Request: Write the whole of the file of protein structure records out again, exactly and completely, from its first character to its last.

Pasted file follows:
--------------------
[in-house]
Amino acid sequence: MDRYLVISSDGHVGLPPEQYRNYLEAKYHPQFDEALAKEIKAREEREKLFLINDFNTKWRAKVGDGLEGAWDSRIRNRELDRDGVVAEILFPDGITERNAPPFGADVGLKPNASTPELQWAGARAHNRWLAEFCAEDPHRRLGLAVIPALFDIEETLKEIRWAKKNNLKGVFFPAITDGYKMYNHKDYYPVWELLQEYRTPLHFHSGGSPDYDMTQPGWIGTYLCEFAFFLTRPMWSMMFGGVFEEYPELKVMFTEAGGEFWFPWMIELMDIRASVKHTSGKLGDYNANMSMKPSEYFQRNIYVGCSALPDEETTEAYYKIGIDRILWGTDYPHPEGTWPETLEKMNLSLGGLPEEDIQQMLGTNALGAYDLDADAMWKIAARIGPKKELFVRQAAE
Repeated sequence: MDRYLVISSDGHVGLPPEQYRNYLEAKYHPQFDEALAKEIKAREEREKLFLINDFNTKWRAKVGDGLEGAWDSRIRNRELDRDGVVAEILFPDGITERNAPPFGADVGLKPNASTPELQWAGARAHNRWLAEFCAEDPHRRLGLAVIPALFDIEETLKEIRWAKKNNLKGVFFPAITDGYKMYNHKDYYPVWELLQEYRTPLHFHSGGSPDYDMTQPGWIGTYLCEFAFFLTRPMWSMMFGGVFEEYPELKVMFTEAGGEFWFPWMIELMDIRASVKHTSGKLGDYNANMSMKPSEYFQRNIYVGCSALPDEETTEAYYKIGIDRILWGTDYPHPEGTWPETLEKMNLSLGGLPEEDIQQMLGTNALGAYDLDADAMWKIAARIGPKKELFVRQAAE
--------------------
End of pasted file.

[in-house]
Amino acid sequence: MDRYLVISSDGHVGLPPEQYRNYLEAKYHPQFDEALAKEIKAREEREKLFLINDFNTKWRAKVGDGLEGAWDSRIRNRELDRDGVVAEILFPDGITERNAPPFGADVGLKPNASTPELQWAGARAHNRWLAEFCAEDPHRRLGLAVIPALFDIEETLKEIRWAKKNNLKGVFFPAITDGYKMYNHKDYYPVWELLQEYRTPLHFHSGGSPDYDMTQPGWIGTYLCEFAFFLTRPMWSMMFGGVFEEYPELKVMFTEAGGEFWFPWMIELMDIRASVKHTSGKLGDYNANMSMKPSEYFQRNIYVGCSALPDEETTEAYYKIGIDRILWGTDYPHPEGTWPETLEKMNLSLGGLPEEDIQQMLGTNALGAYDLDADAMWKIAARIGPKKELFVRQAAE
Repeated sequence: MDRYLVISSDGHVGLPPEQYRNYLEAKYHPQFDEALAKEIKAREEREKLFLINDFNTKWRAKVGDGLEGAWDSRIRNRELDRDGVVAEILFPDGITERNAPPFGADVGLKPNASTPELQWAGARAHNRWLAEFCAEDPHRRLGLAVIPALFDIEETLKEIRWAKKNNLKGVFFPAITDGYKMYNHKDYYPVWELLQEYRTPLHFHSGGSPDYDMTQPGWIGTYLCEFAFFLTRPMWSMMFGGVFEEYPELKVMFTEAGGEFWFPWMIELMDIRASVKHTSGKLGDYNANMSMKPSEYFQRNIYVGCSALPDEETTEAYYKIGIDRILWGTDYPHPEGTWPETLEKMNLSLGGLPEEDIQQMLGTNALGAYDLDADAMWKIAARIGPKKELFVRQAAE